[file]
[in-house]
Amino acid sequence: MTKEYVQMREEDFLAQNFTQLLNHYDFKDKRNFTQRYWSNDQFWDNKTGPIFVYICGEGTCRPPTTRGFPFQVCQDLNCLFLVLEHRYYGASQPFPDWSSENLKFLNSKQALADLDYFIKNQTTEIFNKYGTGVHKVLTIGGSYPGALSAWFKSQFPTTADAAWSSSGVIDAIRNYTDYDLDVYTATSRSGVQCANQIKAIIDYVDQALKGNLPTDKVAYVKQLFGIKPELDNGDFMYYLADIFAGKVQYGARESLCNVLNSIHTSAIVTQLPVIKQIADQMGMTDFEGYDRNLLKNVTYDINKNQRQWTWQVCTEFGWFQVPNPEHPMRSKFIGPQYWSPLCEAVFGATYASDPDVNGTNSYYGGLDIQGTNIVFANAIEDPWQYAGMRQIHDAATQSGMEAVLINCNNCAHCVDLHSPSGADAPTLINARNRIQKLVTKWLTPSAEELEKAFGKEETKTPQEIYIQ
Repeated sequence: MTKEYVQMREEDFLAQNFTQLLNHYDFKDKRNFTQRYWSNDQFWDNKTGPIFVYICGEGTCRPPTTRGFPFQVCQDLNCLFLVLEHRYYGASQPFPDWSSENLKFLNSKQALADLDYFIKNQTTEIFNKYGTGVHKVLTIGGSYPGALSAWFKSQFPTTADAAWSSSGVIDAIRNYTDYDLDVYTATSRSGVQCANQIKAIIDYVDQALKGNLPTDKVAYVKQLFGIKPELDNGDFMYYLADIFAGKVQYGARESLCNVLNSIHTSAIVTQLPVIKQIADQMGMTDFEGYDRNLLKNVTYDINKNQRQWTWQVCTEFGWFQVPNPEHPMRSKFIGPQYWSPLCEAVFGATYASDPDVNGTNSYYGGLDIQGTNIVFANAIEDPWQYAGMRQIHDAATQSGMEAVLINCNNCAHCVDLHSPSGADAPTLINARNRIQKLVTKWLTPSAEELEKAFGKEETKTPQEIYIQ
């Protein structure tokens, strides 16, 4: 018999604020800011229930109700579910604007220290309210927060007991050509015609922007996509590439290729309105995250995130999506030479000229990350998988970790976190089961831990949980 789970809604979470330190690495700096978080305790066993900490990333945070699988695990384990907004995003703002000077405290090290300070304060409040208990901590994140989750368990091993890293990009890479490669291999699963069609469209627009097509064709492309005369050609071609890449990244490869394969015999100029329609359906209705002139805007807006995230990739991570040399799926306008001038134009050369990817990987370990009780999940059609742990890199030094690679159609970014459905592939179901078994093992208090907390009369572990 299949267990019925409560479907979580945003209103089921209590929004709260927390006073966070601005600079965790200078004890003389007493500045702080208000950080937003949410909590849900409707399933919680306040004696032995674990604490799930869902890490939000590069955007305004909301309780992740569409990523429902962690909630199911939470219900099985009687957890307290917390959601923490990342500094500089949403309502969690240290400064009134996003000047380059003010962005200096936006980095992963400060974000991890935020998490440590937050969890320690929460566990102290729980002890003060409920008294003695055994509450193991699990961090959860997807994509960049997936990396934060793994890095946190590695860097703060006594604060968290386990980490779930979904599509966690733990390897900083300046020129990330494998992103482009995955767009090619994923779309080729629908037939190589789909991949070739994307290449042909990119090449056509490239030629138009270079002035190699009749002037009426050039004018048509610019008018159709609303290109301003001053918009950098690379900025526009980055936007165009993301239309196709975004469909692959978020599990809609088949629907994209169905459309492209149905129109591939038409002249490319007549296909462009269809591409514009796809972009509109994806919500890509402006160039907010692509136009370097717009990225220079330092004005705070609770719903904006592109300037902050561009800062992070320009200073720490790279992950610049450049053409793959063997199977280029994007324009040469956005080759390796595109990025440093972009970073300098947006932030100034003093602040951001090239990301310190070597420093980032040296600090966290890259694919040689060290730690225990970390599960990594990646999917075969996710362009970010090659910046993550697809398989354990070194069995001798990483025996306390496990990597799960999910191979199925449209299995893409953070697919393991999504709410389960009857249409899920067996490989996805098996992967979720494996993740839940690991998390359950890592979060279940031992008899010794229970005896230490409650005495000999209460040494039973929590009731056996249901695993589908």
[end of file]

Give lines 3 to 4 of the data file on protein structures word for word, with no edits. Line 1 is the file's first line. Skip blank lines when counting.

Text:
Repeated sequence: MTKEYVQMREEDFLAQNFTQLLNHYDFKDKRNFTQRYWSNDQFWDNKTGPIFVYICGEGTCRPPTTRGFPFQVCQDLNCLFLVLEHRYYGASQPFPDWSSENLKFLNSKQALADLDYFIKNQTTEIFNKYGTGVHKVLTIGGSYPGALSAWFKSQFPTTADAAWSSSGVIDAIRNYTDYDLDVYTATSRSGVQCANQIKAIIDYVDQALKGNLPTDKVAYVKQLFGIKPELDNGDFMYYLADIFAGKVQYGARESLCNVLNSIHTSAIVTQLPVIKQIADQMGMTDFEGYDRNLLKNVTYDINKNQRQWTWQVCTEFGWFQVPNPEHPMRSKFIGPQYWSPLCEAVFGATYASDPDVNGTNSYYGGLDIQGTNIVFANAIEDPWQYAGMRQIHDAATQSGMEAVLINCNNCAHCVDLHSPSGADAPTLINARNRIQKLVTKWLTPSAEELEKAFGKEETKTPQEIYIQ
């Protein structure tokens, strides 16, 4: 018999604020800011229930109700579910604007220290309210927060007991050509015609922007996509590439290729309105995250995130999506030479000229990350998988970790976190089961831990949980 789970809604979470330190690495700096978080305790066993900490990333945070699988695990384990907004995003703002000077405290090290300070304060409040208990901590994140989750368990091993890293990009890479490669291999699963069609469209627009097509064709492309005369050609071609890449990244490869394969015999100029329609359906209705002139805007807006995230990739991570040399799926306008001038134009050369990817990987370990009780999940059609742990890199030094690679159609970014459905592939179901078994093992208090907390009369572990 299949267990019925409560479907979580945003209103089921209590929004709260927390006073966070601005600079965790200078004890003389007493500045702080208000950080937003949410909590849900409707399933919680306040004696032995674990604490799930869902890490939000590069955007305004909301309780992740569409990523429902962690909630199911939470219900099985009687957890307290917390959601923490990342500094500089949403309502969690240290400064009134996003000047380059003010962005200096936006980095992963400060974000991890935020998490440590937050969890320690929460566990102290729980002890003060409920008294003695055994509450193991699990961090959860997807994509960049997936990396934060793994890095946190590695860097703060006594604060968290386990980490779930979904599509966690733990390897900083300046020129990330494998992103482009995955767009090619994923779309080729629908037939190589789909991949070739994307290449042909990119090449056509490239030629138009270079002035190699009749002037009426050039004018048509610019008018159709609303290109301003001053918009950098690379900025526009980055936007165009993301239309196709975004469909692959978020599990809609088949629907994209169905459309492209149905129109591939038409002249490319007549296909462009269809591409514009796809972009509109994806919500890509402006160039907010692509136009370097717009990225220079330092004005705070609770719903904006592109300037902050561009800062992070320009200073720490790279992950610049450049053409793959063997199977280029994007324009040469956005080759390796595109990025440093972009970073300098947006932030100034003093602040951001090239990301310190070597420093980032040296600090966290890259694919040689060290730690225990970390599960990594990646999917075969996710362009970010090659910046993550697809398989354990070194069995001798990483025996306390496990990597799960999910191979199925449209299995893409953070697919393991999504709410389960009857249409899920067996490989996805098996992967979720494996993740839940690991998390359950890592979060279940031992008899010794229970005896230490409650005495000999209460040494039973929590009731056996249901695993589908």